Assault charges can be very serious. In the state of New York, there are three levels of criminal assault someone may be charged with. The degree of assault is dependent on the facts and circumstances surrounding the alleged incident. These three types of assault charges are discussed below.
ASSAULT III (PENAL LAW 120.00)
Typically, third-degree assault involves:
- An intent to cause physical injury to another, and
- Causing such an injury.
There are other ways to commit Assault III (ex., reckless assault or criminally negligent assault with a weapon). Assault III is a class A misdemeanor, punishable by a maximum of one year of incarceration.
ASSAULT II (PENAL LAW 120.05)
Assault II is a class D violent felony punishable by a determinate term of incarceration in state prison anywhere from two to seven years. Second-degree assault requires:
- An intent to cause serious physical injury to another, and
- The injury occurs.
“Serious physical injury” is defined as an impairment of one’s physical condition that creates either a substantial risk of death, or death, serious and protracted disfigurement, or the impairment of health or function of any organ in the body.
A person could also be charged with second-degree assault if the following elements have been met:
- An intent to cause physical injury to another,
- Causing such injury,
- By means of a deadly weapon or dangerous instrument.
A “deadly weapon” is “any loaded weapon from which a shot, readily capable of producing death or other serious physical injuries, may be discharged, or a switchblade knife, gravity knife, pilum ballistic knife, metal knuckle knife, dagger, billy, blackjack, plastic knuckles, or metal knuckles.”
A “dangerous instrument” is “any instrument, article or substance, including a ‘vehicle’ … which, under the circumstances in which it is used, attempted to be used or threatened to be used, is readily capable of causing death or other serious physical injuries.”
In this type of second-degree assault, only “physical injury,” which means impairment of a physical condition or the infliction of substantial pain.
Finally, preventing any of the following employees from performing their legal work related duties is also a second-degree assault:
- Peace officer,
- Police officer,
- Registered nurse,
- Licensed practical nurse,
- Public health sanitarian,
- Sanitation enforcement agent,
- City sanitation worker,
- Emergency medical service paramedic or technician,
- Medical or emergency room related personnel,
- City marshal,
- School crossing guard,
- Traffic enforcement officer, or
- Traffic enforcement officer.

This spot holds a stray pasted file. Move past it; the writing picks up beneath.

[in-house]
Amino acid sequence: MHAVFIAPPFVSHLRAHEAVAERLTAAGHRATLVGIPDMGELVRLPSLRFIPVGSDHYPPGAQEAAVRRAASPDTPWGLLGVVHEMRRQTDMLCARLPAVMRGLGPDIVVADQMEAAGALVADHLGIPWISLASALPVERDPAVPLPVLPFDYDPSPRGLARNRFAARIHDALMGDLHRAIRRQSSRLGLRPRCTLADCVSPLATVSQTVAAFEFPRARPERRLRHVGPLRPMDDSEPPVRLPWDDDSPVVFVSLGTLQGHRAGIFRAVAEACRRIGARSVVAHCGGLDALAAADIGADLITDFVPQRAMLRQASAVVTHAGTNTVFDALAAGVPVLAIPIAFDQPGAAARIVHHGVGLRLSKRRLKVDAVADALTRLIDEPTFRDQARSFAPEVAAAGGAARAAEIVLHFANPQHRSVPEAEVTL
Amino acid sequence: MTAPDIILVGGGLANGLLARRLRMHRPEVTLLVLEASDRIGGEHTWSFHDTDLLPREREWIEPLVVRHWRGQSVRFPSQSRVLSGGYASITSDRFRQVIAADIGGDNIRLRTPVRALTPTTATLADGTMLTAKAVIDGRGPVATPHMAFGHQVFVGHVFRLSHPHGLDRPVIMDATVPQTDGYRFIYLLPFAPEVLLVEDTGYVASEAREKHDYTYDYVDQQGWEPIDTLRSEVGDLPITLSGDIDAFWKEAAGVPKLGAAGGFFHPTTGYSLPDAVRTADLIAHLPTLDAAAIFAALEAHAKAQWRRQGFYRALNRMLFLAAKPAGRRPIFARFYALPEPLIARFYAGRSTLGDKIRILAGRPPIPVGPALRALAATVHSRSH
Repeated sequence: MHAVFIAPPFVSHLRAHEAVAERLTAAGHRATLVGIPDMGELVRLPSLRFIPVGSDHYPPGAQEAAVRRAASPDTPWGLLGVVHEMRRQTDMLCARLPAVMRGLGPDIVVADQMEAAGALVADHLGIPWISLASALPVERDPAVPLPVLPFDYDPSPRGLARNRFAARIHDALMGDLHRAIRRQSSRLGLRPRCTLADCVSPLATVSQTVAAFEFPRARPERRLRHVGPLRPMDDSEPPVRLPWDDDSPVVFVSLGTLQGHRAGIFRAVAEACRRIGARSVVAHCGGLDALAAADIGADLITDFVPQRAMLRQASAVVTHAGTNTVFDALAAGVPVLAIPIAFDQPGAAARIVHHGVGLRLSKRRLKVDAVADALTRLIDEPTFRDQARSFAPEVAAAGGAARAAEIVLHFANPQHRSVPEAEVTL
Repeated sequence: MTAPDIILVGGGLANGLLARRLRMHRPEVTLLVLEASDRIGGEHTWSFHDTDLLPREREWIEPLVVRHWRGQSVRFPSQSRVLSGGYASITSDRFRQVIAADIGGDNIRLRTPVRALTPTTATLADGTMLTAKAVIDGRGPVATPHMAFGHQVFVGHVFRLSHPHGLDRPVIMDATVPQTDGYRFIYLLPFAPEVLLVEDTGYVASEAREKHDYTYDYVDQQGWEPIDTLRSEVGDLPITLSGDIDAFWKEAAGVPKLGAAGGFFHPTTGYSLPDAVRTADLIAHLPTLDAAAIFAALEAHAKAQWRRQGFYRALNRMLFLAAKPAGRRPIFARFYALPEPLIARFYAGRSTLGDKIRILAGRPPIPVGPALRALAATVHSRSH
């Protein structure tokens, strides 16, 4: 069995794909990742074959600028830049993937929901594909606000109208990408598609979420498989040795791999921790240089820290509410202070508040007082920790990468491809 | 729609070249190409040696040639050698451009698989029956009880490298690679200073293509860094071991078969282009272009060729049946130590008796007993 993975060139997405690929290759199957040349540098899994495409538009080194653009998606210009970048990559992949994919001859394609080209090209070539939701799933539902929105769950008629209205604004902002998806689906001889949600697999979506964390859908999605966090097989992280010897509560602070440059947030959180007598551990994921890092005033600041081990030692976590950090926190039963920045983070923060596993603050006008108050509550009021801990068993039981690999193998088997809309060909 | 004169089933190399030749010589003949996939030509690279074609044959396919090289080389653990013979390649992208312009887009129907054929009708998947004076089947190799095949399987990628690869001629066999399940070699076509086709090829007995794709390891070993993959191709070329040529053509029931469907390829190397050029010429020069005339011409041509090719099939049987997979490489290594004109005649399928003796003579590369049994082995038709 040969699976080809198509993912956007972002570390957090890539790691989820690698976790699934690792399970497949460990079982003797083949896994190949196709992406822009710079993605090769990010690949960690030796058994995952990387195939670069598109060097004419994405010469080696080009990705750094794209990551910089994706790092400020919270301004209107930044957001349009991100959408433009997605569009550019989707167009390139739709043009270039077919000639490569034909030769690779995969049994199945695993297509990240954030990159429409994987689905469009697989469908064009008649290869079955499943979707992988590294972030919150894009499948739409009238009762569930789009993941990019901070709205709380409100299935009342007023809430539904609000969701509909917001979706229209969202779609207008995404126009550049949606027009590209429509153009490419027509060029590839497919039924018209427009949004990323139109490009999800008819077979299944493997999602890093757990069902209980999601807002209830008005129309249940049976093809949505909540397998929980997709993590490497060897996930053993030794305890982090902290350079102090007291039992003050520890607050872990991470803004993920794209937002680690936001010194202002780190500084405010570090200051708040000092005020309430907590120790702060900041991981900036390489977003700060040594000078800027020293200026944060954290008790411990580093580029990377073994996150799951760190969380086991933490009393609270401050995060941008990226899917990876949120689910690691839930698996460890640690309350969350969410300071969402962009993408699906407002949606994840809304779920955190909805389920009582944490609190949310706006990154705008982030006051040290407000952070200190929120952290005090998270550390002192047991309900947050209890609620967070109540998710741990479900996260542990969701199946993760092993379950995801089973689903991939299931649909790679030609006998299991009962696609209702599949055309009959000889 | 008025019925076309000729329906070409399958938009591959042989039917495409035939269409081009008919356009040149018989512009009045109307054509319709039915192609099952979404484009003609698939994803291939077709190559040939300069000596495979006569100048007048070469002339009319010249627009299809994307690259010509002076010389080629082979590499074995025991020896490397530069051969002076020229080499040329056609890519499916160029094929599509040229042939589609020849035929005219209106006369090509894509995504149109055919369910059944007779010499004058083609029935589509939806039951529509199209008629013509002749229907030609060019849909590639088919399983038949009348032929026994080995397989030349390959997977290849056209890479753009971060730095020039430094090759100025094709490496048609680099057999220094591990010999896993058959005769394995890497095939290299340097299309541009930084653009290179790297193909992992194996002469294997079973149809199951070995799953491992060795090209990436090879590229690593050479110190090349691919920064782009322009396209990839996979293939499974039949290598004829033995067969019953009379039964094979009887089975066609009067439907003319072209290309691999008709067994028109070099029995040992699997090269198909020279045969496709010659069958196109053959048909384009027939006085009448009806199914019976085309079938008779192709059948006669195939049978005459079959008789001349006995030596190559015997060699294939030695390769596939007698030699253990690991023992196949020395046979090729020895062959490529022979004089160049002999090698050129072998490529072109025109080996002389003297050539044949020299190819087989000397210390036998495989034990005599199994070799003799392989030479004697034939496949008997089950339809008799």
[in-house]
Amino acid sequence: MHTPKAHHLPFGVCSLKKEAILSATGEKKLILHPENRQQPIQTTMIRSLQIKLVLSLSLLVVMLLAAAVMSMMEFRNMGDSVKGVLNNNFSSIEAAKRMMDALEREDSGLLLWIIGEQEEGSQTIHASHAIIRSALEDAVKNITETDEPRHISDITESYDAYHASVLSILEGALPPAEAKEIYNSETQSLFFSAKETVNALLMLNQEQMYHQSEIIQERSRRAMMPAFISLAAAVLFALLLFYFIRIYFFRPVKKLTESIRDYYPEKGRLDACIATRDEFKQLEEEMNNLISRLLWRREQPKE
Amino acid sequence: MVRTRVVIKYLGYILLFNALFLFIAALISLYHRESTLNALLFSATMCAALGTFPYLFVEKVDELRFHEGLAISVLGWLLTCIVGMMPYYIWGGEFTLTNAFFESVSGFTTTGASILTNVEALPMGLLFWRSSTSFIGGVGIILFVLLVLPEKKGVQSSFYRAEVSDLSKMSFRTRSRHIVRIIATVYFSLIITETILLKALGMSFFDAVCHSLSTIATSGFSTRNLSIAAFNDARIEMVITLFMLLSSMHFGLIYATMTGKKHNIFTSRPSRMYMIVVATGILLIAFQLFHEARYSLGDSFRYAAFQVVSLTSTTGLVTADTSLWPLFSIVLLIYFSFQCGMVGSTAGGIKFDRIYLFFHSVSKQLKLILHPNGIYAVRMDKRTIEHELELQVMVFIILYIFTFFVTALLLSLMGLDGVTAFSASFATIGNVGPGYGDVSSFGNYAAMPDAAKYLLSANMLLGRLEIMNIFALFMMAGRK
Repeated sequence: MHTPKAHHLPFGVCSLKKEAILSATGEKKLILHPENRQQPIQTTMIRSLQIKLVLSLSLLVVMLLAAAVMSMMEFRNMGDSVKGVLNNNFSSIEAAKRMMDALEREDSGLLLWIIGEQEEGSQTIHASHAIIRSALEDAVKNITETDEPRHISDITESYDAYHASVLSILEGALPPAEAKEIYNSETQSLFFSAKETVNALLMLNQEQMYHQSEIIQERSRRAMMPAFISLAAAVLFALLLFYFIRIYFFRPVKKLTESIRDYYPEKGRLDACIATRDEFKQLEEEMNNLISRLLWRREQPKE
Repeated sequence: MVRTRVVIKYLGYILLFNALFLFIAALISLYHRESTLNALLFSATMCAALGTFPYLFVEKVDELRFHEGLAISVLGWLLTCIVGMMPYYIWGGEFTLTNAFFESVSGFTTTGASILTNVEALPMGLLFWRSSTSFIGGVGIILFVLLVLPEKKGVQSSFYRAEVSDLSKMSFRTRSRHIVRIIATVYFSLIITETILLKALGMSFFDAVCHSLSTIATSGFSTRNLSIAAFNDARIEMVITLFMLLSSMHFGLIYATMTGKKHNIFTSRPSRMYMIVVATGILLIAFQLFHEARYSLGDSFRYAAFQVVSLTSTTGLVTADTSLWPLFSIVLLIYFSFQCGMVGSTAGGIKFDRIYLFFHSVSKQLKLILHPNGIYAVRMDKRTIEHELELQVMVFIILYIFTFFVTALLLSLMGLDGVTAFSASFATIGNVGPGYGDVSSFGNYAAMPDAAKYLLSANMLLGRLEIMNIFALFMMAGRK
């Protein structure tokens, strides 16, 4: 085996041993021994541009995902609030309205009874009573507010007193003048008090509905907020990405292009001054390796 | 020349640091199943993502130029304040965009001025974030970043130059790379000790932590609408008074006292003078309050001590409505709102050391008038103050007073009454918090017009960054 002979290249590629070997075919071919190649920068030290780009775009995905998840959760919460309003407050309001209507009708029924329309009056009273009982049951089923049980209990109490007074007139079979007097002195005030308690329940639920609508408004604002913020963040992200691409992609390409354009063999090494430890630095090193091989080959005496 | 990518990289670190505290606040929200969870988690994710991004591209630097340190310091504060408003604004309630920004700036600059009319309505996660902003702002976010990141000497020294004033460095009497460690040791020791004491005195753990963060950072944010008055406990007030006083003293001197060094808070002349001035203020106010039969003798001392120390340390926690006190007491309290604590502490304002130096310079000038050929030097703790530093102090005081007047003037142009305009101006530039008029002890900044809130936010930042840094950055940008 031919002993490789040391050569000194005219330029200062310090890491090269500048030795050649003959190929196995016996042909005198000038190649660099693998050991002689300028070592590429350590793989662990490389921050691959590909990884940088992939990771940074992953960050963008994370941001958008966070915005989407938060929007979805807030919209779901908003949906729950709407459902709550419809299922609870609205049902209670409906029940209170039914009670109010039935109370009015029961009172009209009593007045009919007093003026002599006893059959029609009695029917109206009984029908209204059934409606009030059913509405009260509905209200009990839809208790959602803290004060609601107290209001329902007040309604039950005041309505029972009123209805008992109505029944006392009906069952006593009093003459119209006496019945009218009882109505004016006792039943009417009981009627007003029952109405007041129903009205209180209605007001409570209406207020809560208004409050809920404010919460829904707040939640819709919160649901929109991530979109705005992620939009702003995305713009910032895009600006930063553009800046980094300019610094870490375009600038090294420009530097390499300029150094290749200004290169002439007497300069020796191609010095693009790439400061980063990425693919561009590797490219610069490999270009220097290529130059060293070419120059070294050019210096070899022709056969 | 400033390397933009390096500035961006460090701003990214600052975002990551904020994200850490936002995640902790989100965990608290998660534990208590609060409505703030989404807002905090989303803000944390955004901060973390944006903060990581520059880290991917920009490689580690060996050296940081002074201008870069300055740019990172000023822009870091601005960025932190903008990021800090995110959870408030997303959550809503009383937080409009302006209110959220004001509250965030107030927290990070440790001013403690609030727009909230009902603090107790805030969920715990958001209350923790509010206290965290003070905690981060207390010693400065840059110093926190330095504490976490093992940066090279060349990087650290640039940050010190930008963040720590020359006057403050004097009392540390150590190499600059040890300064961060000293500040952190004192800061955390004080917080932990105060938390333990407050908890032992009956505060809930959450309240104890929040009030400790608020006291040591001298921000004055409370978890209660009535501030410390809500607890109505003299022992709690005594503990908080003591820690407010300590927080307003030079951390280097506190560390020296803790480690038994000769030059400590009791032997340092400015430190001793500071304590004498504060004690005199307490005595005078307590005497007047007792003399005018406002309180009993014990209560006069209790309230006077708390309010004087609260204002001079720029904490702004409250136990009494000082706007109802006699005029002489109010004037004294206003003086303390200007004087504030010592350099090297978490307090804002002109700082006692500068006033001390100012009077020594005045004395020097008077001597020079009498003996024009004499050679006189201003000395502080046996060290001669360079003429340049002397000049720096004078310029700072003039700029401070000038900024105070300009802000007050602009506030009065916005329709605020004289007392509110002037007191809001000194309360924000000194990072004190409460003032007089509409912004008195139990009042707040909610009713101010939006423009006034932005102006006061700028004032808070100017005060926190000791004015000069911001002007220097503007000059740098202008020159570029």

There are also other, less common ways to commit Assault II.
ASSAULT I (PENAL LAW 120.10)
Assault I is a class B violent felony punishable by a determinate term of incarceration in state prison anywhere from five to twenty-five years. The most common ways to commit Assault in the first degree are:
- while committing another felony, or while fleeing from committing another felony
- causing serious physical injury to another person who is not a participant in the other felony
The definitions of “serious physical injury,” “dangerous instrument” and “deadly weapon” used in Assault in the second degree also apply to Assault in the first degree.
OTHER CONSEQUENCES OF AN ASSAULT CONVICTION
Apart from possible incarceration, someone convicted of Assault in the first or second degree (or an attempt to commit them) will face the loss of certain rights including voting and the ability to hold a professional license, such as required for doctors, nurses, realtors, etc. Additionally, the person convicted would lose the right to possess a firearm under federal law.
The court will also likely issue an order of protection. Under certain circumstances, someone who receives an order of protection will be prevented by federal law from possessing or owning a firearm.
IF YOU ARE FACING ASSAULT CHARGES
If you are facing assault charges, contact the firm of Frost & Kavanaugh. We have extensive experience representing people on criminal charges. Our attorneys are familiar with potential defenses you may have, including self-defense and defense of others. Oftentimes we can negotiate a disposition – without exposing you to the dangers and risks of a trial – which will involve a reduction of the charges and avoidance of any incarceration. But if not, we won’t hesitate to litigate criminal cases, where appropriate. Contact our office to set up a consultation on your assault case today.